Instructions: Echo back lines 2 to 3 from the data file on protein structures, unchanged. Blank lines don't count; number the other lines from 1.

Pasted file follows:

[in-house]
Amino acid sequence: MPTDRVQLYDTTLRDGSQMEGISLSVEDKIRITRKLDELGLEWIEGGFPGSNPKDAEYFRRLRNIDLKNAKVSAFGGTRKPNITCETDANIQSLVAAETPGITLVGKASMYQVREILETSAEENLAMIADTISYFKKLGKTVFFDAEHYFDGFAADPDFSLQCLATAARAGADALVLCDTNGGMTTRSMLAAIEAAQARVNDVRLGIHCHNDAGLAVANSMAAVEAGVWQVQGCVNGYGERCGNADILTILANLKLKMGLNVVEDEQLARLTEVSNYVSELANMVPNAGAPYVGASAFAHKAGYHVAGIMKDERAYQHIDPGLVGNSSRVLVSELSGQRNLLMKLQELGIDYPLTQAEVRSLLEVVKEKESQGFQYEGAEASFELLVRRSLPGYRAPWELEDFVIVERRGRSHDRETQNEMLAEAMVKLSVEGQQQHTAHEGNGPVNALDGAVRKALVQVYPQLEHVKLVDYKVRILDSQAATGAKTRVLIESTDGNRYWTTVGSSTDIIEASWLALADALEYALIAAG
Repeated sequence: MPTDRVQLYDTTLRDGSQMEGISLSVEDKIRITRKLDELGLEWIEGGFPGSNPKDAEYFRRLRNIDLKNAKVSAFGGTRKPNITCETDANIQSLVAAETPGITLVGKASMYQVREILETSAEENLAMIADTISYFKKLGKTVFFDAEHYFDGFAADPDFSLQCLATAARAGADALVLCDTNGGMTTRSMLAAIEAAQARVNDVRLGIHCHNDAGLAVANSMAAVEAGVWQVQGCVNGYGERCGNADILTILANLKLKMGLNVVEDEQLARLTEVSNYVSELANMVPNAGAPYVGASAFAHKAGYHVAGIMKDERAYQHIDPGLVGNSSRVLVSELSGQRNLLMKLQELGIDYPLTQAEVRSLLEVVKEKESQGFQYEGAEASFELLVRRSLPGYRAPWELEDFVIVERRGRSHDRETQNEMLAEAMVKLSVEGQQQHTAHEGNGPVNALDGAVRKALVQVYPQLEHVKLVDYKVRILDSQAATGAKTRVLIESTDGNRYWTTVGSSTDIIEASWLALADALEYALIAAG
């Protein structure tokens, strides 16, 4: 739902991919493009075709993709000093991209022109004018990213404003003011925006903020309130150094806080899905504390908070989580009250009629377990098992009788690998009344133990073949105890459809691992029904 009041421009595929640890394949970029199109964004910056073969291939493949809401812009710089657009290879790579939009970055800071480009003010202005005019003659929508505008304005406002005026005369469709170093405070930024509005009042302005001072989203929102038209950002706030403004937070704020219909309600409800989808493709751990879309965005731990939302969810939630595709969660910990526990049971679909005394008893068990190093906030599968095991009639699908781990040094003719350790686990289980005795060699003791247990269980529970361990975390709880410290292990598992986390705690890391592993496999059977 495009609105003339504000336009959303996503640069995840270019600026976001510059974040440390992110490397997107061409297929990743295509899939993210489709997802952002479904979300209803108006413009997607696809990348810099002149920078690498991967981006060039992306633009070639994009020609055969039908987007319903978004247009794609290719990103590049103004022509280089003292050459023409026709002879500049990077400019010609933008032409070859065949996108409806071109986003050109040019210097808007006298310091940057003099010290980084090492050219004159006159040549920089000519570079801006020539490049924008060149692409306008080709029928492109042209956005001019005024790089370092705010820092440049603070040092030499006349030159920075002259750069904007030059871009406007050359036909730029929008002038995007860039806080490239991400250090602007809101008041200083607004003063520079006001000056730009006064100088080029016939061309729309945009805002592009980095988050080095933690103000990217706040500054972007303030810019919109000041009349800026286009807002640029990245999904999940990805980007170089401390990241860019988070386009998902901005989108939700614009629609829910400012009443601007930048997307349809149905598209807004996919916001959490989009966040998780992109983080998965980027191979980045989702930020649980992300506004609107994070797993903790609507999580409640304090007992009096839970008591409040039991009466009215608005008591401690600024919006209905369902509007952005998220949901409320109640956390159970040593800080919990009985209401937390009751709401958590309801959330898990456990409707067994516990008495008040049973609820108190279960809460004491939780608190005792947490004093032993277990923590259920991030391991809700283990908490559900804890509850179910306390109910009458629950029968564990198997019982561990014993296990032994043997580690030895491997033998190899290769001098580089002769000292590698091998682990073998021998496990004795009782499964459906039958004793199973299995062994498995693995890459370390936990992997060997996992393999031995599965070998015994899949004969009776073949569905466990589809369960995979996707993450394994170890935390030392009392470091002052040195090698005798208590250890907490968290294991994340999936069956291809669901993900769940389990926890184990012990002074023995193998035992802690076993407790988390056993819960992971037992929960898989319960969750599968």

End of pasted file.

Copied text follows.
Amino acid sequence: MPTDRVQLYDTTLRDGSQMEGISLSVEDKIRITRKLDELGLEWIEGGFPGSNPKDAEYFRRLRNIDLKNAKVSAFGGTRKPNITCETDANIQSLVAAETPGITLVGKASMYQVREILETSAEENLAMIADTISYFKKLGKTVFFDAEHYFDGFAADPDFSLQCLATAARAGADALVLCDTNGGMTTRSMLAAIEAAQARVNDVRLGIHCHNDAGLAVANSMAAVEAGVWQVQGCVNGYGERCGNADILTILANLKLKMGLNVVEDEQLARLTEVSNYVSELANMVPNAGAPYVGASAFAHKAGYHVAGIMKDERAYQHIDPGLVGNSSRVLVSELSGQRNLLMKLQELGIDYPLTQAEVRSLLEVVKEKESQGFQYEGAEASFELLVRRSLPGYRAPWELEDFVIVERRGRSHDRETQNEMLAEAMVKLSVEGQQQHTAHEGNGPVNALDGAVRKALVQVYPQLEHVKLVDYKVRILDSQAATGAKTRVLIESTDGNRYWTTVGSSTDIIEASWLALADALEYALIAAG
Repeated sequence: MPTDRVQLYDTTLRDGSQMEGISLSVEDKIRITRKLDELGLEWIEGGFPGSNPKDAEYFRRLRNIDLKNAKVSAFGGTRKPNITCETDANIQSLVAAETPGITLVGKASMYQVREILETSAEENLAMIADTISYFKKLGKTVFFDAEHYFDGFAADPDFSLQCLATAARAGADALVLCDTNGGMTTRSMLAAIEAAQARVNDVRLGIHCHNDAGLAVANSMAAVEAGVWQVQGCVNGYGERCGNADILTILANLKLKMGLNVVEDEQLARLTEVSNYVSELANMVPNAGAPYVGASAFAHKAGYHVAGIMKDERAYQHIDPGLVGNSSRVLVSELSGQRNLLMKLQELGIDYPLTQAEVRSLLEVVKEKESQGFQYEGAEASFELLVRRSLPGYRAPWELEDFVIVERRGRSHDRETQNEMLAEAMVKLSVEGQQQHTAHEGNGPVNALDGAVRKALVQVYPQLEHVKLVDYKVRILDSQAATGAKTRVLIESTDGNRYWTTVGSSTDIIEASWLALADALEYALIAAG